America’s fastest ever marathoner joins the sub-two-hour marathon debate
Ryan Hall believes a sub-two-hour marathon could be achieved right now – on a treadmill.
The prospect of an athlete breaking 120 minutes in covering 26.2 miles is a hot topic at the moment, with projects such as Nike’s Breaking2 having hit the headlines of late.
The first marathon major of the year saw Kenyan Wilson Kipsang (pictured below) win in Tokyo in a time of 2:03:58, still outside Dennis Kimetto’s world record of 2:02:57.
Hall, the fastest American marathon runner ever with a personal best of 2:04:58, believes he will see the almost mythical mark of two hours broken in his lifetime, albeit he admits the prospect is still some way off.
He does believe, however, that the feat would be possible in an entirely controlled indoor environment.
“If you put someone who’s in shape to run 2:03 flat on a treadmill – and you put it at zero per cent gradient and you have the temperature controlled – I bet you could get someone under two hours,” says Hall, who retired from the sport last year and recently completed the World Marathon Challenge, which involves running seven marathons on seven continents in seven days.
“It’s that much easier to run on a treadmill, it’s perfect pacing, there’s no wind resistance, I think it could be done on a treadmill right now which is kinda cool to think about. I think we’ll have to wait a little bit longer until it’s done outside.”
Hall, the only American ever to break the hour mark for the half-marathon (59:43), adds: “I think I’ll see it (a sub-two-hour marathon) in my lifetime. I think we’re going to have to see some faster half-marathons before we see that happen, though.
“The way I see it, you’re going to have to be running 57 something for the half to be able to run a sub-two-hour marathon. When I think about the difference between sub-two-hours and the world record right now…that is a massive difference.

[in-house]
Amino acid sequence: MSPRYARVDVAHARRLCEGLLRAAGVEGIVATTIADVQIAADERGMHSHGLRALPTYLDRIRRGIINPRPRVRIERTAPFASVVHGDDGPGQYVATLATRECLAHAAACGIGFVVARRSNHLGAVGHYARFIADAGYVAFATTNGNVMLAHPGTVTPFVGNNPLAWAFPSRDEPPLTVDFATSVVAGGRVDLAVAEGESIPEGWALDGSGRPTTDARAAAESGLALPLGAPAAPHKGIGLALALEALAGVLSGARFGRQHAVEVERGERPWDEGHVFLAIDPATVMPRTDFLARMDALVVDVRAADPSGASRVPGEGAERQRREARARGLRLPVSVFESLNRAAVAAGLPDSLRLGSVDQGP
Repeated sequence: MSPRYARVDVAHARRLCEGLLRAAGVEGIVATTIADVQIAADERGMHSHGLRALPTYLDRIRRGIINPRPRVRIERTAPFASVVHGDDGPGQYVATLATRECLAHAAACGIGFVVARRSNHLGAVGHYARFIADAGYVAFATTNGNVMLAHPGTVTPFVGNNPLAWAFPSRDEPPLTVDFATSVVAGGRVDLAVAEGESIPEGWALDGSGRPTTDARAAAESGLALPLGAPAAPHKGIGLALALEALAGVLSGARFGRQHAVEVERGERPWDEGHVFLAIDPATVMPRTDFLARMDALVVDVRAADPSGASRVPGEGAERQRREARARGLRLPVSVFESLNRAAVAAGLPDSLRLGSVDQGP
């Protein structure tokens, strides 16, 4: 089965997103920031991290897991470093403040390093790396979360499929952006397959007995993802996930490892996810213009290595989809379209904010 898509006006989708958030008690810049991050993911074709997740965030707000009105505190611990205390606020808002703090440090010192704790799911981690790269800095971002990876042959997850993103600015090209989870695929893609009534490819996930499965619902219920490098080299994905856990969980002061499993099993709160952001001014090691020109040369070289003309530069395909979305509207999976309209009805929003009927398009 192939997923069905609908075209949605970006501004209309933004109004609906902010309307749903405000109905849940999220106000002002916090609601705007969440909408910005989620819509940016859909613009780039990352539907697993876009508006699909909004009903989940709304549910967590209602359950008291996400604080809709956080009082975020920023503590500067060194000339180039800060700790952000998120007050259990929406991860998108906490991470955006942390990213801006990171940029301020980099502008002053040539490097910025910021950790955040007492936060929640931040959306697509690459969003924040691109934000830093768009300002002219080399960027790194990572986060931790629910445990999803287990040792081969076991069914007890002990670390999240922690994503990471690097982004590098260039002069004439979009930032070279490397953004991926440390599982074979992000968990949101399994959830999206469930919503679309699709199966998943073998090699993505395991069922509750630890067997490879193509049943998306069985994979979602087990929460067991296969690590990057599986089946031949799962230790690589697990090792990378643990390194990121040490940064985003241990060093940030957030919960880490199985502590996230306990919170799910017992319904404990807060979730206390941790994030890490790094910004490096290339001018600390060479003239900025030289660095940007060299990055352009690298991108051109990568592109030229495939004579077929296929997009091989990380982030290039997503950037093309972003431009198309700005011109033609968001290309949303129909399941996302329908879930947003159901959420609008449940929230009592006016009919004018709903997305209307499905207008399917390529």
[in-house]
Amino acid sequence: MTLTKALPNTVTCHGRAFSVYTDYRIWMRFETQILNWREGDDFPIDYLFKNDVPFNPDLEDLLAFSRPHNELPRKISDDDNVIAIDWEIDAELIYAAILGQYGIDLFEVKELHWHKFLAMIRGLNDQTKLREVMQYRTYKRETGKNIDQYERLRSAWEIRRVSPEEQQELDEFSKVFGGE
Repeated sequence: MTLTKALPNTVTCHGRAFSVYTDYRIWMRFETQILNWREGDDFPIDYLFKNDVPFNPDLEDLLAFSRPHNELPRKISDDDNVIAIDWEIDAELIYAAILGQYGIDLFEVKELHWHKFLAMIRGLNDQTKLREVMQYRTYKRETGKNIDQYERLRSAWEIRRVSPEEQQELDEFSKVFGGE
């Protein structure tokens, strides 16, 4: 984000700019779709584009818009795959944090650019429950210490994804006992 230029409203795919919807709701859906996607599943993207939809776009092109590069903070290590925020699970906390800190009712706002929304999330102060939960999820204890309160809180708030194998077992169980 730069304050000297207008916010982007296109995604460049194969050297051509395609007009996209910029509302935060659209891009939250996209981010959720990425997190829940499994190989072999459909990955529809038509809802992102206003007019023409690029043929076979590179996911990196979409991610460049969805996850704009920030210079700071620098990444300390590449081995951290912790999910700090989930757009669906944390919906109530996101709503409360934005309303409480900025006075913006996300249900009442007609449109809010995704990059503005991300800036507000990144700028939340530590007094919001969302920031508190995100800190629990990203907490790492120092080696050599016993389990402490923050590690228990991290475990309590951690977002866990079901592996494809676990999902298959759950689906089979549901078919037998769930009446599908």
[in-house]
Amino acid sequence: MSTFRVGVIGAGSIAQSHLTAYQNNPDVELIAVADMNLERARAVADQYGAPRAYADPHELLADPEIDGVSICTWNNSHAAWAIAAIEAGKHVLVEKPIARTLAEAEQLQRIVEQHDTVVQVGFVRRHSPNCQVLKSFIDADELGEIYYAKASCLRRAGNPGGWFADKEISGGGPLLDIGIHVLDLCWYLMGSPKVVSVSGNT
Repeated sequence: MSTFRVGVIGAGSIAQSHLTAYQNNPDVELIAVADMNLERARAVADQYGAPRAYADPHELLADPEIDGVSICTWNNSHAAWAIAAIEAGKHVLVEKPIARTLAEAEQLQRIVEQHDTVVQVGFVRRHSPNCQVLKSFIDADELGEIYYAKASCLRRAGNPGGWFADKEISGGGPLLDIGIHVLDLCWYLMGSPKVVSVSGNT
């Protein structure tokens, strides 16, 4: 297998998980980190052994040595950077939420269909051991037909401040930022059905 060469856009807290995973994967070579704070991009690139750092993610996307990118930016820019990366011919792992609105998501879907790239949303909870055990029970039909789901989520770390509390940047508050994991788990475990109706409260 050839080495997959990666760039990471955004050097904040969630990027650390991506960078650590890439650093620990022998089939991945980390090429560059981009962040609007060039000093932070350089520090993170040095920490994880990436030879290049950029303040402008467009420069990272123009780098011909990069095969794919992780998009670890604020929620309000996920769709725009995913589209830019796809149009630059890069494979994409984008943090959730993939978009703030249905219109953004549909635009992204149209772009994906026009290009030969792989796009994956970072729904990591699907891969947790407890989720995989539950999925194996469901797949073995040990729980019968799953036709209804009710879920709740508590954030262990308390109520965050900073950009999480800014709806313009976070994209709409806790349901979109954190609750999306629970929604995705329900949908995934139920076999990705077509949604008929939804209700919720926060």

“We’re not really close but this kind of project where you are intentionally going after it, where you’re thinking outside the box, bringing in scientists to do the research and looking at every single variable is going to lead to some significant breakthroughs that are going to help us get to that point.
“Whether or not the project works out and someone gets under two…regardless of that it will be beneficial to the sport of marathon running. We’re going to have to think outside the box when it comes to nutrition, when it comes to training, when it comes to everything.
“I’ll be excited the first time I see a marathoner go out under 60 minutes. Just doing that alone will be a pretty big step towards the sub-two-hour marathon.”
African athletes continue to dominate the marathon scene and Hall insists the best way for aspiring athletes such as Britain’s Callum Hawkins, who finished ninth in the Rio Olympic marathon last year, to provide a challenge is to follow their example and simply run without fear.
“Part of me didn’t care if I blew up and that’s how the African guys run,” says Hall, whose wife Sara was sixth in Tokyo. “They are just going to go the front and they are going to run as long as they can there. If they blow up, no big deal – they’ll show up a few months later and try again. They don’t take their failures personally and make a judgement call on their character based on not having finished the race well.
“I think that mentality is what it takes if you’re going to mix it up with these guys. Eight out if 10 times it’s not going to work out, I’m going to blow up and have a terrible day. But, every once in a while you hit that special day, you hit that flier and then it all pays off and you’re glad you’ve been taking risk after risk and bouncing back from failure after failure.”